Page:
Monday, December 27, 2010

Chapter 59: In Which There Was Never Such a Stupid; The Admiral Said So Himself


The previous chapter was awesome. The descriptions worked well to build suspense and emotion, and we finally got to explore another facet of the story's supernatural element. It made me feel that, however slowly it moves, the story has direction once again.

Chapter 59 (THE WARNING. -- THE NEW PLAN OF OPERATION. -- THE INSULTING MESSAGE FROM VARNEY.) does start off slowly. Jack vascillates between being legitimately funny and being written into that really annoying forced humor where you just want to laugh so the author will be satisfied and stop. He probably would have ruined Chapter 58 if it hadn't been so good to begin with, and I could really do without him here.

Chillingworth tells the Admiral that they've made a mistake: they should have let Varney enter the house, then tried to catch him on the way out. There have been so many instances of the characters behaving in really stupid ways around the vampire, so it's nice to see them learning from it.

But back to Jack. Someone commented a while back arguing an alternate interpretation of Varney the Vampire: Varney is not a real vampire, and all the supernatural elements are just smoke and mirrors. While that theory doesn't convince me based on the text itself, sometimes I find it plausible that it's what JMR was going for -- but if it was, I think he executed it ineptly.

Because that awesome suspenseful scene at the end of Chapter 58? Was just Jack being a complete idiot.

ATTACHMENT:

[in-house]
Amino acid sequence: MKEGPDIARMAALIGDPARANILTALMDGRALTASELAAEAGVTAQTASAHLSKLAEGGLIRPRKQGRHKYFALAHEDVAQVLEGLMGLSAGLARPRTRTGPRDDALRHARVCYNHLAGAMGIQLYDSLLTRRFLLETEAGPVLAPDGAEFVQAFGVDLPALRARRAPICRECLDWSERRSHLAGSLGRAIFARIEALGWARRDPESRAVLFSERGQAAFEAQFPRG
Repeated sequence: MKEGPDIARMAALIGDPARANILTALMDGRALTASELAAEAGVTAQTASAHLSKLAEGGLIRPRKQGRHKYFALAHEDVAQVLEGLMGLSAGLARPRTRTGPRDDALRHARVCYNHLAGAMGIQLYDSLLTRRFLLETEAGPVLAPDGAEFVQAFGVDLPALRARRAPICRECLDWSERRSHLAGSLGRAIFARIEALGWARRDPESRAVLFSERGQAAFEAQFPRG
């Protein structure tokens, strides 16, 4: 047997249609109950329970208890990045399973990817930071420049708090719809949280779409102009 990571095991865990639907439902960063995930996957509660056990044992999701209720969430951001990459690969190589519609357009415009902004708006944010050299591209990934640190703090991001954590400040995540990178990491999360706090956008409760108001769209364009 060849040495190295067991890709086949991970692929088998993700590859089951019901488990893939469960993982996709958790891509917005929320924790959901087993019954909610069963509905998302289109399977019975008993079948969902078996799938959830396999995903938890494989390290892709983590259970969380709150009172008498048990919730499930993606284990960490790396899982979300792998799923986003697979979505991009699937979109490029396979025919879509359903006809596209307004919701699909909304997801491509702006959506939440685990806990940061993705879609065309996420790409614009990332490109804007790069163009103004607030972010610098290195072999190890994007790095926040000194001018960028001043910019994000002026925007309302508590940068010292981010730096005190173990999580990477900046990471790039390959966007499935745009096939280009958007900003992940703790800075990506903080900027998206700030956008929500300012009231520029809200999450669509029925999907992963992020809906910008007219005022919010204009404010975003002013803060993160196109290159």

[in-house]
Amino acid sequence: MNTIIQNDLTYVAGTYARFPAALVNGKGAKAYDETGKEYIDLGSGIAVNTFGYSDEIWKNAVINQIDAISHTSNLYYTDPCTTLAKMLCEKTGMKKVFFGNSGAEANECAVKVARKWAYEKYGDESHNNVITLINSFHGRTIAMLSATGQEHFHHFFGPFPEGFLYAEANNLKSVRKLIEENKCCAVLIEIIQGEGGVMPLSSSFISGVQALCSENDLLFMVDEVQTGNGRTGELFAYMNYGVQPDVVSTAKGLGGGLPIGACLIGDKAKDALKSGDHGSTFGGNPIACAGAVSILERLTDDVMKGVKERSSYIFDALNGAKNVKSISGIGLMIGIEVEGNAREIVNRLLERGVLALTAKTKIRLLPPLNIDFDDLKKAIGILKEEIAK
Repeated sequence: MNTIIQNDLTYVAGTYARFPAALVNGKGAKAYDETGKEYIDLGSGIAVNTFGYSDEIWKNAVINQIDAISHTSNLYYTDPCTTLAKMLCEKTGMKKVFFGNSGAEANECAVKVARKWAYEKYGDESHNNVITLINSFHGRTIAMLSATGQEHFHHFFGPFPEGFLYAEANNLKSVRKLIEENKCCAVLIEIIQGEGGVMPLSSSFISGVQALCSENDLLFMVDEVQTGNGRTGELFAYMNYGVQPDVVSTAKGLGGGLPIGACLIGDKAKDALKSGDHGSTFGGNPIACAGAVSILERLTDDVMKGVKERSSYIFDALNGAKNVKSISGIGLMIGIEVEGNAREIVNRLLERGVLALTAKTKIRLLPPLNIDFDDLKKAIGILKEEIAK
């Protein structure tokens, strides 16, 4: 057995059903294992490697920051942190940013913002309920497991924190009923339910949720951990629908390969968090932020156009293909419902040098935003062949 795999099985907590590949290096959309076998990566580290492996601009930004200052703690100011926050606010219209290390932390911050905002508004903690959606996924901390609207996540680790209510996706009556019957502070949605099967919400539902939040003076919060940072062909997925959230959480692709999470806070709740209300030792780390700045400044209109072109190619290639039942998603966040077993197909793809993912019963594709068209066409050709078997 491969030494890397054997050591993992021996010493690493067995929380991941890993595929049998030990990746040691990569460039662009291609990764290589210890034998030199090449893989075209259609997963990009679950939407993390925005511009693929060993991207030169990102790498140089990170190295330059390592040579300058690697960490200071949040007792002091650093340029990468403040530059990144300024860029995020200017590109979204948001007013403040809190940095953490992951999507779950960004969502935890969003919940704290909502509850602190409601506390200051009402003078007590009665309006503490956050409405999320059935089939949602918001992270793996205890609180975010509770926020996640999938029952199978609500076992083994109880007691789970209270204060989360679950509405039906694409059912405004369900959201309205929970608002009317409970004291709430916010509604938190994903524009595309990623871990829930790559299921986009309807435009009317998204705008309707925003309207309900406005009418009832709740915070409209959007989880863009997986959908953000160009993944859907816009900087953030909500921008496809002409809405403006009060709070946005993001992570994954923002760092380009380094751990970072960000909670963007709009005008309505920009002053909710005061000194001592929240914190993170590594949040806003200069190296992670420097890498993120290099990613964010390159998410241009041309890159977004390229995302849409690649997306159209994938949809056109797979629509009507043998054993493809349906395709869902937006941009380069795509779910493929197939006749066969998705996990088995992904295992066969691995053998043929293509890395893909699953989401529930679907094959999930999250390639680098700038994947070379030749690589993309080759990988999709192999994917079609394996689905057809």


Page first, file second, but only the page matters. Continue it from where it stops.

I mean, this could be an interesting plot device if JMR didn't just consistently have stuff happen and have characters immediately retcon it in the next chapter. I don't think "it's all smoke and mirrors" would make Varney a bad story. But there's got to be more suspense, more mystery, something more involved than this f***ery.


I must give JMR some credit for the end of the chapter, however, because he brings back that Varney I know and love. The smug, manipulative a**hole who breaks into someone's house at night and then invites them to breakfast the next morning.
"That's about the coolest piece of business," said Mr. Chillingworth, "that ever I heard of."
Indeed it is.

2 comments:

  1. I admit this is a bad chapter, but most of the evidence in favor of a "smoke and mirrors" explanation is handled better than that. Take, for example, Marchdale's role in the plot: even before Mr. Chillingworth's comment in the last chapter, his behavior really should have been setting off warning bells. He was the one pushing for the family to leave the house to Varney, it was his idea to go to the vault, he was the one who produced the torn cloth from the vampire's clothes, he's the only one claiming Varney has superhuman strength, and even Charles all but flat-out accused him of being a traitor. More importantly, it was his pistols that were being used when Varney appeared to be invulnerable to bullets. If you assume Marchdale's been loading his pistols with blanks, not only is Varney's supposed invincibility explained, then all the fuss over the matches during the trip to the vault also makes more sense: it happens right after Marchdale learns that Flora is at home with a set of pistols of her own. In this context, it's hard to see that scene as anything other than a transparent excuse to rush back and warn Varney. Marchdale's insistence on being Henry's second in the duel, giving him access to Henry's pistols, also makes more sense. All of this points to Varney being as vulnerable to bullets as any human. Most of the other supernatural evidence is even weaker than this, so what exactly in the story is making you say otherwise?

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  2. Sorry for ignoring this comment for so long! I am working my thoughts out in a post for when I finish this first story arc & review things.

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